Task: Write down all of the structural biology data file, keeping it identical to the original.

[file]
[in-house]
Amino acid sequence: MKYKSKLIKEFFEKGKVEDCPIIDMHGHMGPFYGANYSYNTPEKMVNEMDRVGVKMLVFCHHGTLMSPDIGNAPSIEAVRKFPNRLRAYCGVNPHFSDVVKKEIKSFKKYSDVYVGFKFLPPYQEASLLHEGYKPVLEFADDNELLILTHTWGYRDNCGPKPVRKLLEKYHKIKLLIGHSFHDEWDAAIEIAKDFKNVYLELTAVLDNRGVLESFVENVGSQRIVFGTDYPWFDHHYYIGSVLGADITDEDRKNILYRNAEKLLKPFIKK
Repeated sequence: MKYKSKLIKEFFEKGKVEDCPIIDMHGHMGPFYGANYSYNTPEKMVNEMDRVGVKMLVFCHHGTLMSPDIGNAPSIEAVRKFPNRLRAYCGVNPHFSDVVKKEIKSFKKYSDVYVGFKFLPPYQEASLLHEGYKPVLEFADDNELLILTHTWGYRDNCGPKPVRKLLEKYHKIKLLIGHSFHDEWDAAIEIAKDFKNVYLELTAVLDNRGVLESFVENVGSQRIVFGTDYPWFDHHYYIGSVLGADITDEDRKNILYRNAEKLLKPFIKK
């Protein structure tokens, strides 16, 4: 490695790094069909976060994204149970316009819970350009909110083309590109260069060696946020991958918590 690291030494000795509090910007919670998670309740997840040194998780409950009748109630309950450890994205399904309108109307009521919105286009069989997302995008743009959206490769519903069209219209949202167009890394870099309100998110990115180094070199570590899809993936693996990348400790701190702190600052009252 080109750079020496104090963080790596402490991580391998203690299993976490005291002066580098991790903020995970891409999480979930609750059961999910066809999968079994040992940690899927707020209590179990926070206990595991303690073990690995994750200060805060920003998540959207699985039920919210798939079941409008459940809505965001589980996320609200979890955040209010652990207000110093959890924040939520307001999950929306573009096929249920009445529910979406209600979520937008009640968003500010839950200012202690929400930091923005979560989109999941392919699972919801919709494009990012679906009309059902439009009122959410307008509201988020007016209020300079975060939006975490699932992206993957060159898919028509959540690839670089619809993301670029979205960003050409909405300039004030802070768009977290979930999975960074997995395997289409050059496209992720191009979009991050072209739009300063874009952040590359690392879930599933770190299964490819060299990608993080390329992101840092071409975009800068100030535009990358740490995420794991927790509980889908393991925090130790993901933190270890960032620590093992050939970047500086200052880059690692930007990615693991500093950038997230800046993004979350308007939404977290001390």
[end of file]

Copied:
[in-house]
Amino acid sequence: MKYKSKLIKEFFEKGKVEDCPIIDMHGHMGPFYGANYSYNTPEKMVNEMDRVGVKMLVFCHHGTLMSPDIGNAPSIEAVRKFPNRLRAYCGVNPHFSDVVKKEIKSFKKYSDVYVGFKFLPPYQEASLLHEGYKPVLEFADDNELLILTHTWGYRDNCGPKPVRKLLEKYHKIKLLIGHSFHDEWDAAIEIAKDFKNVYLELTAVLDNRGVLESFVENVGSQRIVFGTDYPWFDHHYYIGSVLGADITDEDRKNILYRNAEKLLKPFIKK
Repeated sequence: MKYKSKLIKEFFEKGKVEDCPIIDMHGHMGPFYGANYSYNTPEKMVNEMDRVGVKMLVFCHHGTLMSPDIGNAPSIEAVRKFPNRLRAYCGVNPHFSDVVKKEIKSFKKYSDVYVGFKFLPPYQEASLLHEGYKPVLEFADDNELLILTHTWGYRDNCGPKPVRKLLEKYHKIKLLIGHSFHDEWDAAIEIAKDFKNVYLELTAVLDNRGVLESFVENVGSQRIVFGTDYPWFDHHYYIGSVLGADITDEDRKNILYRNAEKLLKPFIKK
């Protein structure tokens, strides 16, 4: 490695790094069909976060994204149970316009819970350009909110083309590109260069060696946020991958918590 690291030494000795509090910007919670998670309740997840040194998780409950009748109630309950450890994205399904309108109307009521919105286009069989997302995008743009959206490769519903069209219209949202167009890394870099309100998110990115180094070199570590899809993936693996990348400790701190702190600052009252 080109750079020496104090963080790596402490991580391998203690299993976490005291002066580098991790903020995970891409999480979930609750059961999910066809999968079994040992940690899927707020209590179990926070206990595991303690073990690995994750200060805060920003998540959207699985039920919210798939079941409008459940809505965001589980996320609200979890955040209010652990207000110093959890924040939520307001999950929306573009096929249920009445529910979406209600979520937008009640968003500010839950200012202690929400930091923005979560989109999941392919699972919801919709494009990012679906009309059902439009009122959410307008509201988020007016209020300079975060939006975490699932992206993957060159898919028509959540690839670089619809993301670029979205960003050409909405300039004030802070768009977290979930999975960074997995395997289409050059496209992720191009979009991050072209739009300063874009952040590359690392879930599933770190299964490819060299990608993080390329992101840092071409975009800068100030535009990358740490995420794991927790509980889908393991925090130790993901933190270890960032620590093992050939970047500086200052880059690692930007990615693991500093950038997230800046993004979350308007939404977290001390």